2020 has only just begun, but directors Lisa Barros D’Sa and Glenn Leyburn (Good Vibrations) have already delivered my favorite film of the year. Ordinary Love, playing in theaters now, tells the story of a perfectly ordinary couple (Liam Neeson and Lesley Manville) undergoing extraordinary circumstances — a diagnosis of breast cancer. The two actors, delivering career-best work, struggle with the truths of the disease while still finding the time to celebrate the joys of their easy love. It’s a remarkable, sensitive, touching piece of film that will stick with you for some time after, and I was beyond thrilled to chat with Barros D’Sa and Leyburn about how they put it all together.
During this phone interview with Collider, the directors talked about the real-life inspiration for the story, the ease at which Neeson and Manville crafted their lived-in intimacy, the way they direct as a duo, the necessity of paring the film down to its essentials, and what they hope folks undergoing similar circumstances will walk away feeling.
Collider: I would love to start from the beginning of this film’s journey. How did you come across Owen McCafferty’s script? And were you familiar with his work as a playwright?
LISA BARROS D’SA: We were familiar with his work, and when we met, the project wasn’t a script yet. We had been, Glenn and I and David Holmes, with whom we have a production company, he’s a long term collaborator of ours, best known for his music soundtracks, but also a producer on this film. David and Owen have been friends for a long time. They grew up in the same parts of Belfast. We all were really familiar with Owen’s work as a playwright, a brilliant playwright, and we’d been talking about developing something together for quite some time. His story is based on what happened in Owen’s own life, when his wife Peggy was diagnosed with breast cancer. There are many fictional elements to the story, but that’s where it came from. And it was really David who had suggested to Owen that he write this as his first screenplay. I think Owen was a little reluctant at first because it’s a tough subject matter to go back to. But David is very persuasive, and I think he felt, as we did… Owen began to feel that this is subject matter that could produce something really powerful. And so we got involved at that stage. And we were really excited to see what would emerge because it’s very intimate material. We just felt it could emerge as a really powerful piece, and that we were absolutely delighted when we even got to the point of reading the first drafts. There is a story about cancer in here, but what this really was, was an incredible and unique love story, a story about marriage, a love story, one that we just felt hadn’t been explored in this way, and it was wonderful.
Dealing with a piece of material that is maybe atypically intimate or personal, were there measures taken either in the filming process or speaking with Owen on how to render it as sensitively as possible? Or did you just kind of put your heads down and tell the story that needed to be told?
GLENN LEYBURN: We had loads of discussions with Owen, and also Peggy, his wife. We talked with Peggy a lot, and one of the things that we thought that we liked about the project along with Owen’s screenplay was that it wasn’t sentimental and it wasn’t sensationalized. We were all very keen that the film stayed that way, and sometimes there can be outside pressures to kind of picture them as highly dramatic or melodramatic direction. And that was one of the things that we all felt that we had to hold our nerve on and not do. Because we felt that these every day moments were worthy of the big screen as much as any kind of sensationalized version of those. We think that there is magnificence in those moments as much as anything. So, we did, we talked a lot. And then, with regard to the medical side of things, there was a lot of research. Lisa’s from a medical family. Her father was a surgeon, and her mother’s an anesthetist, and her sister is a consultant in palliative care. So through family connections, and also through wider connections and hospitals in Northern Ireland, it was well researched so that the material was treated with the precision that it deserved.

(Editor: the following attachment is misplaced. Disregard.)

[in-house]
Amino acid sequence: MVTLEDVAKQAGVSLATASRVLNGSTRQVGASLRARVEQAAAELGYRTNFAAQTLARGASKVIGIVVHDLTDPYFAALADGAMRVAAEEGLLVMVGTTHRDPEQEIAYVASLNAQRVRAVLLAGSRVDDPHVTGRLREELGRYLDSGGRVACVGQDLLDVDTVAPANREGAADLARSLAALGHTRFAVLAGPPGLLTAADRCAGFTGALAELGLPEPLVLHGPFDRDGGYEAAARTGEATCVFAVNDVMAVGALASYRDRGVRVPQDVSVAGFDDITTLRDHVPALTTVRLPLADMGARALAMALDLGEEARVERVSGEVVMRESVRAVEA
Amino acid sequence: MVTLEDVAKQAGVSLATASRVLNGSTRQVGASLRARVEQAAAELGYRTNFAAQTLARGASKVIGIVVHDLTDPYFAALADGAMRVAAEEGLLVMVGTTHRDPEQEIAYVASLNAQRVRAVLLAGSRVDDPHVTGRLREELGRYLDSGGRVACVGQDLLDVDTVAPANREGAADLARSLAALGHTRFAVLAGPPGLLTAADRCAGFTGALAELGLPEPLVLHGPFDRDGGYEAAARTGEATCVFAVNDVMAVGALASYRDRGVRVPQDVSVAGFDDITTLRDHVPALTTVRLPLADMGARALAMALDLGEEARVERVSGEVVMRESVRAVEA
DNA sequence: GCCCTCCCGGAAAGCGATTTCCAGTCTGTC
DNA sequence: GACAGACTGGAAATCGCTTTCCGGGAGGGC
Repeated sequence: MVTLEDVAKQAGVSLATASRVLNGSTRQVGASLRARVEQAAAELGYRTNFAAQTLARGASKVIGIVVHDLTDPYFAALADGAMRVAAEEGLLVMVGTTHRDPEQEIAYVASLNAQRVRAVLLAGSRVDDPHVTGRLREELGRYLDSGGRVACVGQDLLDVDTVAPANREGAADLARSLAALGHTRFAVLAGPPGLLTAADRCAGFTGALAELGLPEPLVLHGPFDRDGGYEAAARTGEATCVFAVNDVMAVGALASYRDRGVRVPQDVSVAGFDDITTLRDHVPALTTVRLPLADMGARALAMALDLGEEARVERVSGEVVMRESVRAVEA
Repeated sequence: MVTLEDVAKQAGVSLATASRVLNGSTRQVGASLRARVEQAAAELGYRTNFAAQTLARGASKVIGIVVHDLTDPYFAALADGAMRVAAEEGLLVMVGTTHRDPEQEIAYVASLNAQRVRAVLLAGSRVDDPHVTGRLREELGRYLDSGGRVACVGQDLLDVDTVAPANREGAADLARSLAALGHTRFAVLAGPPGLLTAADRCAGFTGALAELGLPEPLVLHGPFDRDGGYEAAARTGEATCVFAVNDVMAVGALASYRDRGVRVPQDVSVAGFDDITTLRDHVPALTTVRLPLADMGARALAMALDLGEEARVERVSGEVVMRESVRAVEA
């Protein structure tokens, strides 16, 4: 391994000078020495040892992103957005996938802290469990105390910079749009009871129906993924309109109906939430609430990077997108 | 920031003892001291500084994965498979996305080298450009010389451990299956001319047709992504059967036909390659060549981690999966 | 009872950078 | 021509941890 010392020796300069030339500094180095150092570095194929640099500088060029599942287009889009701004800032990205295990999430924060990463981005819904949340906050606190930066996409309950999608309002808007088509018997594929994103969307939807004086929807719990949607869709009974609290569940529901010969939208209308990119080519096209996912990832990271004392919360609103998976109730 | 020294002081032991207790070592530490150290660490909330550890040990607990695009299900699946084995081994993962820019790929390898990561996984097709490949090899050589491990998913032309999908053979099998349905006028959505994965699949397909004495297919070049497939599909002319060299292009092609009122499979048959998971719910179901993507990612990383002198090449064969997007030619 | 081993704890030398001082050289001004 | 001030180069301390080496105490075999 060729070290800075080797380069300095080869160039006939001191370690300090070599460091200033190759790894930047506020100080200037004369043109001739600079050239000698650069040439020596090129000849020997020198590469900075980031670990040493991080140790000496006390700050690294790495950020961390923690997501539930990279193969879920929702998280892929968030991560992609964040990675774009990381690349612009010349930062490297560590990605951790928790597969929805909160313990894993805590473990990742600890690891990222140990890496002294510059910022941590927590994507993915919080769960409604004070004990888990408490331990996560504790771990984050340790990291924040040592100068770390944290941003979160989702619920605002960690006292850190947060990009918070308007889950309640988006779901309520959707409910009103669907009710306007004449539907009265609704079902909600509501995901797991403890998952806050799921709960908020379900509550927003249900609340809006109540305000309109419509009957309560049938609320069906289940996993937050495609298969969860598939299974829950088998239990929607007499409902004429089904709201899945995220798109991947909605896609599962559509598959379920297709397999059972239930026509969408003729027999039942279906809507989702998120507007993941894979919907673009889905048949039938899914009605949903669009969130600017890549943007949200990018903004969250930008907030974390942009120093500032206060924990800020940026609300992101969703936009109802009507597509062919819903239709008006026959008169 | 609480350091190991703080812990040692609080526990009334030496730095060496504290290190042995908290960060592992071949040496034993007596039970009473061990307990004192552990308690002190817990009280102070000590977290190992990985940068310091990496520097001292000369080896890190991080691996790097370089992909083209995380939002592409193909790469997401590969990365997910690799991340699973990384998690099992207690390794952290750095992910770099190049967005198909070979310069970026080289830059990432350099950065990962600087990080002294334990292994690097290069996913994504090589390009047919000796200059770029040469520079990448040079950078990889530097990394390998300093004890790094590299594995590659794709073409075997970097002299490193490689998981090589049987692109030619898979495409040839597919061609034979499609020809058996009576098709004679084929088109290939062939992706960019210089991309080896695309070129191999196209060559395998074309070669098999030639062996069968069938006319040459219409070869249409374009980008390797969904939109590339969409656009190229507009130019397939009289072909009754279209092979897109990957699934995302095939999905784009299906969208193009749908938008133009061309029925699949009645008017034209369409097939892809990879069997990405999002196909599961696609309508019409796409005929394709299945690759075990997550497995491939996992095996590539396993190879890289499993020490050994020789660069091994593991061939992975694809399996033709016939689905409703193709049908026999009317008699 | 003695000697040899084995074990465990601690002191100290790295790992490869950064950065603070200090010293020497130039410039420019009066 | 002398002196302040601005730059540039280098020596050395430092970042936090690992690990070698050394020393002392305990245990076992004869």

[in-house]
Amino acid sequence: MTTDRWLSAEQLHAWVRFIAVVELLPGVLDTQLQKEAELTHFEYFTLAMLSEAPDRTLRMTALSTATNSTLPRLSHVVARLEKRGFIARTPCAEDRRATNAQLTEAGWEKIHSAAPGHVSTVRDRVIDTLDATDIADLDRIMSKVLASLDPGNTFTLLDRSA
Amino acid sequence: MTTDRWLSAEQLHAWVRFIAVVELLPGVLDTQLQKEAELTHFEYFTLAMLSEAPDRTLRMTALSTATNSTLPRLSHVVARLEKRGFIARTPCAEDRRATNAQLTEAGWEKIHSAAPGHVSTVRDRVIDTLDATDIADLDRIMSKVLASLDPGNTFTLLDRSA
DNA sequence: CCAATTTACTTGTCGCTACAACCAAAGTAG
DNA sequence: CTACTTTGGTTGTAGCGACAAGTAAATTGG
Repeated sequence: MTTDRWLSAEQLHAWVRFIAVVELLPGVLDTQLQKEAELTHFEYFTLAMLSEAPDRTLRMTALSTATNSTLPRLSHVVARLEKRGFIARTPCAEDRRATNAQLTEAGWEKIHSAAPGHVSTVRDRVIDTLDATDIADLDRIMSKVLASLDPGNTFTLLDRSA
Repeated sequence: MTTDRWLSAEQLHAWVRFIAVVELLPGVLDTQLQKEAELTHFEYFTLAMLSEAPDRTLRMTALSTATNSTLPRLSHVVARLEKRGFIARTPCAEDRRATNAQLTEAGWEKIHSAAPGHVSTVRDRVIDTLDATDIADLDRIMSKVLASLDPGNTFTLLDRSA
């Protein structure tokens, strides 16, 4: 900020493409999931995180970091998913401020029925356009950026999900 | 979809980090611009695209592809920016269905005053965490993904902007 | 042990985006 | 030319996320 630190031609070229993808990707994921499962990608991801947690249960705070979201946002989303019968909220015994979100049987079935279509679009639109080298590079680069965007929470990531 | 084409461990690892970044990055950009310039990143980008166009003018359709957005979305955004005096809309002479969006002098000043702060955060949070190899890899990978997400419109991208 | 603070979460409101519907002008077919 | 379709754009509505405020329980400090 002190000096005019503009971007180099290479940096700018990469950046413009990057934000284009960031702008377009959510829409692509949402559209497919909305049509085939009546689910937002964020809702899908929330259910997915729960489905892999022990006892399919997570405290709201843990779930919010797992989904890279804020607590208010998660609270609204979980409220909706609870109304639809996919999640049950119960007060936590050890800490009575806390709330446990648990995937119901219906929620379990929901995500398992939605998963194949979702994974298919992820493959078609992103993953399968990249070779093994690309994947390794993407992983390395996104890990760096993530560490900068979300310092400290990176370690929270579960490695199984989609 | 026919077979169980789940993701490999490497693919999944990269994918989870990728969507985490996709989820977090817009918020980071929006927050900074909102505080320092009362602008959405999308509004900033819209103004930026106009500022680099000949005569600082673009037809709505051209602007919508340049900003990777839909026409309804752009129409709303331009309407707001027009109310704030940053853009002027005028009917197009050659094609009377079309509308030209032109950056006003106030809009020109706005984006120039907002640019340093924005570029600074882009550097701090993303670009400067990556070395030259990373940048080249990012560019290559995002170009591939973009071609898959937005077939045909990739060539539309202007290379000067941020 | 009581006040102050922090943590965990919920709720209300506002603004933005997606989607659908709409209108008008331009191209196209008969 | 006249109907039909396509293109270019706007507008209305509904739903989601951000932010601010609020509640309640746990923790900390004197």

BARROS D’SA: There’s so many people who go through this kind of story every day. So many of us have a connection with this story. It’s not hard to meet friends, relatives. So we really wanted to honor the truth of that experience as much as we could, and that research was a huge part of it. And we even have real medical professionals on the screen who really generously gave up their time to come and help us do those scenes. So in some of the scenes where Lesley is going through different treatments and tests, it’s a real mammographer, chemo nurse, radiologist, all performing as they would, as closely as possible as they would with a real patient. So, it helped us feel that we were telling the story authentically and I think it helped Lesley as well because she could do what a patient does in those circumstances, which is to give yourself over into the hands of the people who know what they’re doing. And even if you don’t know what’s happening, as much as people try to explain these procedures to you, it’s always quite bewildering. So she was able to give herself into the hands of the professionals. And I think we all felt that that helped each of us in our roles just build a bit more authenticity into the piece.
I think that authenticity really shines through. As directors, either with non-professional real people as in the case of these medical professionals or with two very well-known screen actors, how do you two approach directing actors? Does one of you take one aspect and the other another, or is it more collaborative?
BARROS D’SA: I work more with the actors.
LEYBURN: Yeah, Lisa works much more closely with the actors. I’m from a design background. I came into the film business through working on music design and then doing pop videos and that sort of stuff. So that’s how I came into the industry. So I tend to work more closely with camera and production design and all those aspects and Lisa works with the actors. But, in actual fact, those things have to work together, of course. So the truth is that we discuss every aspect between ourselves, and we both have as much impact on each other’s, I suppose, speciality. But, on the day when we’re shooting, we don’t really agree that it should be… I know some directing teams do that kind of tag team with actors. We don’t believe that’s the way we want to approach it.
Were there ever any moments when, let’s say the two of you sort of crossed into each other’s kind of expertise?